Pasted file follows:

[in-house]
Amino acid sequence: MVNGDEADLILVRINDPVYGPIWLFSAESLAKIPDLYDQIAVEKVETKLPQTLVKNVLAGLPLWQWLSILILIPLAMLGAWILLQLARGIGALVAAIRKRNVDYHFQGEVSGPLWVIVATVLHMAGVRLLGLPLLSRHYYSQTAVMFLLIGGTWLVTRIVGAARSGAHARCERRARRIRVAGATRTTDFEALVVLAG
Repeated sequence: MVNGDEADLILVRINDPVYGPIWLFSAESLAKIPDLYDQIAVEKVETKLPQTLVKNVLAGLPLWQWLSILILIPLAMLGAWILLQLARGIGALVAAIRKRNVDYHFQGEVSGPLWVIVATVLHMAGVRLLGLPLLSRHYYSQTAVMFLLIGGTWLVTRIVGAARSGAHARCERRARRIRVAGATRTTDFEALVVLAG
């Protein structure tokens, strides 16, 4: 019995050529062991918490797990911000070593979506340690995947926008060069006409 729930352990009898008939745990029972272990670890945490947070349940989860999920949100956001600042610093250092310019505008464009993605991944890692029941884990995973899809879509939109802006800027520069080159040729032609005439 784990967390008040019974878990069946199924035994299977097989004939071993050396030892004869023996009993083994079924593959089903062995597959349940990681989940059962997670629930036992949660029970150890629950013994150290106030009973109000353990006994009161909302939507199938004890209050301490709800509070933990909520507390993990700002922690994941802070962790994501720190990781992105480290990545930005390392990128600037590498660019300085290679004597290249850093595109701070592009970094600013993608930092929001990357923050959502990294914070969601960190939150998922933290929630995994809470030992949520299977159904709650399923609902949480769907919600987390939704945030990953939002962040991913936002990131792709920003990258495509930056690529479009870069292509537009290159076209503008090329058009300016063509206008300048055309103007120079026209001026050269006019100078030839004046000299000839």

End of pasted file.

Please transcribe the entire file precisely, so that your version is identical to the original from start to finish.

[in-house]
Amino acid sequence: MVNGDEADLILVRINDPVYGPIWLFSAESLAKIPDLYDQIAVEKVETKLPQTLVKNVLAGLPLWQWLSILILIPLAMLGAWILLQLARGIGALVAAIRKRNVDYHFQGEVSGPLWVIVATVLHMAGVRLLGLPLLSRHYYSQTAVMFLLIGGTWLVTRIVGAARSGAHARCERRARRIRVAGATRTTDFEALVVLAG
Repeated sequence: MVNGDEADLILVRINDPVYGPIWLFSAESLAKIPDLYDQIAVEKVETKLPQTLVKNVLAGLPLWQWLSILILIPLAMLGAWILLQLARGIGALVAAIRKRNVDYHFQGEVSGPLWVIVATVLHMAGVRLLGLPLLSRHYYSQTAVMFLLIGGTWLVTRIVGAARSGAHARCERRARRIRVAGATRTTDFEALVVLAG
């Protein structure tokens, strides 16, 4: 019995050529062991918490797990911000070593979506340690995947926008060069006409 729930352990009898008939745990029972272990670890945490947070349940989860999920949100956001600042610093250092310019505008464009993605991944890692029941884990995973899809879509939109802006800027520069080159040729032609005439 784990967390008040019974878990069946199924035994299977097989004939071993050396030892004869023996009993083994079924593959089903062995597959349940990681989940059962997670629930036992949660029970150890629950013994150290106030009973109000353990006994009161909302939507199938004890209050301490709800509070933990909520507390993990700002922690994941802070962790994501720190990781992105480290990545930005390392990128600037590498660019300085290679004597290249850093595109701070592009970094600013993608930092929001990357923050959502990294914070969601960190939150998922933290929630995994809470030992949520299977159904709650399923609902949480769907919600987390939704945030990953939002962040991913936002990131792709920003990258495509930056690529479009870069292509537009290159076209503008090329058009300016063509206008300048055309103007120079026209001026050269006019100078030839004046000299000839």